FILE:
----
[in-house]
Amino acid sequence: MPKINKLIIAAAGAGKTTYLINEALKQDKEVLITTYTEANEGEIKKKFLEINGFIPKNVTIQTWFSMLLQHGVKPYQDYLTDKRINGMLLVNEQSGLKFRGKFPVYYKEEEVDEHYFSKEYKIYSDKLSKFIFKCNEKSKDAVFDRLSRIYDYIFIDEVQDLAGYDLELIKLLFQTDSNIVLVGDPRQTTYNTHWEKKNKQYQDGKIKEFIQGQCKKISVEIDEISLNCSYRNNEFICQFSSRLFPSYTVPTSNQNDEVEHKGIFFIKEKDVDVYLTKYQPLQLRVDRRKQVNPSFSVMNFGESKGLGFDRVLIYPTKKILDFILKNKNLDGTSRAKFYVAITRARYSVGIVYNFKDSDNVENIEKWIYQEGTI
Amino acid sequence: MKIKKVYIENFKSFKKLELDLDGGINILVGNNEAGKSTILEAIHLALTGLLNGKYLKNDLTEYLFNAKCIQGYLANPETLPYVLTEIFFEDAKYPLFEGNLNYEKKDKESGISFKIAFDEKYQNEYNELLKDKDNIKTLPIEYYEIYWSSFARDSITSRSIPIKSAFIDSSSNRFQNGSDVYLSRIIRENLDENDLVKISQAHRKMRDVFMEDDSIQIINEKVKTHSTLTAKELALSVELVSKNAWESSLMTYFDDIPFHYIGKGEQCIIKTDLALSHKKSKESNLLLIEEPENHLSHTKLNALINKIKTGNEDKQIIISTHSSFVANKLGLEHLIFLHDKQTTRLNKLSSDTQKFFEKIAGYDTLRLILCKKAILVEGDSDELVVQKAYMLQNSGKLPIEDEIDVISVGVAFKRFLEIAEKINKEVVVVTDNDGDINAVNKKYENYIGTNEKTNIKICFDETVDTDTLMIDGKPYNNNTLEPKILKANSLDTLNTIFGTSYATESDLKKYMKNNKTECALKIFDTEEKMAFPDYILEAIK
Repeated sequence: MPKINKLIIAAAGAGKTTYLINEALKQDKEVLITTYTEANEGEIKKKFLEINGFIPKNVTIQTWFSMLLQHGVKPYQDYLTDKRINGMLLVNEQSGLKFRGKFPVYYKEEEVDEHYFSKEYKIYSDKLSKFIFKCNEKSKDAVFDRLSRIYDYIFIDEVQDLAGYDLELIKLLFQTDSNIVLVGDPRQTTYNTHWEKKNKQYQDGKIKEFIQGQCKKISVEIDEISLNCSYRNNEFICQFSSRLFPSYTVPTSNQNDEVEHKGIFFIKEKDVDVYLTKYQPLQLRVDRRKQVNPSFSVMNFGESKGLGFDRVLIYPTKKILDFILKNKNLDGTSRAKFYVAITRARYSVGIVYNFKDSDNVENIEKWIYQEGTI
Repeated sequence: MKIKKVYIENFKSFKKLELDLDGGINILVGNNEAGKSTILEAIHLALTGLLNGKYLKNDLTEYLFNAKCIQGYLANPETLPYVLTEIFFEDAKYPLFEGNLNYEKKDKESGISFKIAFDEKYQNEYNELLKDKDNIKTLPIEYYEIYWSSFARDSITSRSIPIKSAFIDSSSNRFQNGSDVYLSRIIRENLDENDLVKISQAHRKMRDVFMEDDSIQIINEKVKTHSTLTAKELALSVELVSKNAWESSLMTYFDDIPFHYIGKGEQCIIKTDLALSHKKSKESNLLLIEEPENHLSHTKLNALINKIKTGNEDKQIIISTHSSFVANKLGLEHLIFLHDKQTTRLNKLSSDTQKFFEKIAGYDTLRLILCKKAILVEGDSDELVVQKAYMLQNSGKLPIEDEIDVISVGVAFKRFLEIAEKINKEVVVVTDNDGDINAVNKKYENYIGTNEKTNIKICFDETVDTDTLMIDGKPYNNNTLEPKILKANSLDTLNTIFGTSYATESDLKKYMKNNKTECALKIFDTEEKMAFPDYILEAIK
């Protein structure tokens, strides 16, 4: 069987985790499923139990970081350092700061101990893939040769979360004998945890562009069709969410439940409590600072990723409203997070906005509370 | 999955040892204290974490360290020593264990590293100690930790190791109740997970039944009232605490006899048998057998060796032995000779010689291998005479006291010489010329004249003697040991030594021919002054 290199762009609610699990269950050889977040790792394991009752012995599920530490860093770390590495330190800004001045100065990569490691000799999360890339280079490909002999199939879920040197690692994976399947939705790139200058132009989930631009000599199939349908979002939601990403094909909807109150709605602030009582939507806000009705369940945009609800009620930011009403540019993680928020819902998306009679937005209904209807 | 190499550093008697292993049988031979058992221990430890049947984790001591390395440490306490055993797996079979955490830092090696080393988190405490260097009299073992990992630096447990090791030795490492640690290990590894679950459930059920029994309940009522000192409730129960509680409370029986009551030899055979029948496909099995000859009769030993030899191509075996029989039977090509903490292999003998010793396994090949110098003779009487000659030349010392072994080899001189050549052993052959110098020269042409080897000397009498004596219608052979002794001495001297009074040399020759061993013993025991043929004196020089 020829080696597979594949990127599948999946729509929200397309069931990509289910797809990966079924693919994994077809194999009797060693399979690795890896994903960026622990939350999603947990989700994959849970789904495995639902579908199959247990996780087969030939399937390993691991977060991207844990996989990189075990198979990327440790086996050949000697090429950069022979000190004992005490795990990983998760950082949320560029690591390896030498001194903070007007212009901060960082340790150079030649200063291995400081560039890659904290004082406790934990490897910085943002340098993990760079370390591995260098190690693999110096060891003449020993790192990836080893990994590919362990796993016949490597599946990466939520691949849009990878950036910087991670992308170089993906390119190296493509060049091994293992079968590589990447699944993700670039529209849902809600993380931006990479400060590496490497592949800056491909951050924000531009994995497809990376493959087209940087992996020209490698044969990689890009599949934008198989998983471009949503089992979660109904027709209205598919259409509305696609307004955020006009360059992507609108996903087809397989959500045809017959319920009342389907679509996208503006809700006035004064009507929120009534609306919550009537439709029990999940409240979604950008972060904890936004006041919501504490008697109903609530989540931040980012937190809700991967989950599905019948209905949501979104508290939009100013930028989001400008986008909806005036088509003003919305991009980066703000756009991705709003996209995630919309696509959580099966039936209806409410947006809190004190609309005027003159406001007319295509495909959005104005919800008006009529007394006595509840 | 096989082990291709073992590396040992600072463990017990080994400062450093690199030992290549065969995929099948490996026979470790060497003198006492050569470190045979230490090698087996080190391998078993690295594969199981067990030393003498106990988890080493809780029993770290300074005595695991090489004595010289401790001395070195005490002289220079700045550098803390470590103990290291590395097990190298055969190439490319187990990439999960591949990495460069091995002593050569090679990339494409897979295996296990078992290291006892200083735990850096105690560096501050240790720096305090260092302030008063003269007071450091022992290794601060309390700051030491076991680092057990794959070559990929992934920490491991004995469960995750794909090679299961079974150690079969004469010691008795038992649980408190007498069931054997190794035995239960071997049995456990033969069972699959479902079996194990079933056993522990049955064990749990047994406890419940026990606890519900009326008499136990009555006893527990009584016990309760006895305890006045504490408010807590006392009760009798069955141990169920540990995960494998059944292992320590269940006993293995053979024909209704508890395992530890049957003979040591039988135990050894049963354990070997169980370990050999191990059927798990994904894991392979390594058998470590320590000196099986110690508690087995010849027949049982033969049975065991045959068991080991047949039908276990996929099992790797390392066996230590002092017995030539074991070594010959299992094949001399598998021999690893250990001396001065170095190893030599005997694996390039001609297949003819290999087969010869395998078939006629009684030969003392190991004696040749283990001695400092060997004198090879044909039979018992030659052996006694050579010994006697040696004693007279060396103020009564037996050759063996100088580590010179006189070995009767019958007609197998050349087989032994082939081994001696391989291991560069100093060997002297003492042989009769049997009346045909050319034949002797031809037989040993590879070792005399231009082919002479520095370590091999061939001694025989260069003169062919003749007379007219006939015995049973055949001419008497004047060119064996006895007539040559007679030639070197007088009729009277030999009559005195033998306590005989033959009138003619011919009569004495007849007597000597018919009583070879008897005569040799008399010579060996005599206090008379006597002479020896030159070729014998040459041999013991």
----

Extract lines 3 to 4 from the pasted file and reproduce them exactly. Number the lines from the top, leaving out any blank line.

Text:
Amino acid sequence: MKIKKVYIENFKSFKKLELDLDGGINILVGNNEAGKSTILEAIHLALTGLLNGKYLKNDLTEYLFNAKCIQGYLANPETLPYVLTEIFFEDAKYPLFEGNLNYEKKDKESGISFKIAFDEKYQNEYNELLKDKDNIKTLPIEYYEIYWSSFARDSITSRSIPIKSAFIDSSSNRFQNGSDVYLSRIIRENLDENDLVKISQAHRKMRDVFMEDDSIQIINEKVKTHSTLTAKELALSVELVSKNAWESSLMTYFDDIPFHYIGKGEQCIIKTDLALSHKKSKESNLLLIEEPENHLSHTKLNALINKIKTGNEDKQIIISTHSSFVANKLGLEHLIFLHDKQTTRLNKLSSDTQKFFEKIAGYDTLRLILCKKAILVEGDSDELVVQKAYMLQNSGKLPIEDEIDVISVGVAFKRFLEIAEKINKEVVVVTDNDGDINAVNKKYENYIGTNEKTNIKICFDETVDTDTLMIDGKPYNNNTLEPKILKANSLDTLNTIFGTSYATESDLKKYMKNNKTECALKIFDTEEKMAFPDYILEAIK
Repeated sequence: MPKINKLIIAAAGAGKTTYLINEALKQDKEVLITTYTEANEGEIKKKFLEINGFIPKNVTIQTWFSMLLQHGVKPYQDYLTDKRINGMLLVNEQSGLKFRGKFPVYYKEEEVDEHYFSKEYKIYSDKLSKFIFKCNEKSKDAVFDRLSRIYDYIFIDEVQDLAGYDLELIKLLFQTDSNIVLVGDPRQTTYNTHWEKKNKQYQDGKIKEFIQGQCKKISVEIDEISLNCSYRNNEFICQFSSRLFPSYTVPTSNQNDEVEHKGIFFIKEKDVDVYLTKYQPLQLRVDRRKQVNPSFSVMNFGESKGLGFDRVLIYPTKKILDFILKNKNLDGTSRAKFYVAITRARYSVGIVYNFKDSDNVENIEKWIYQEGTI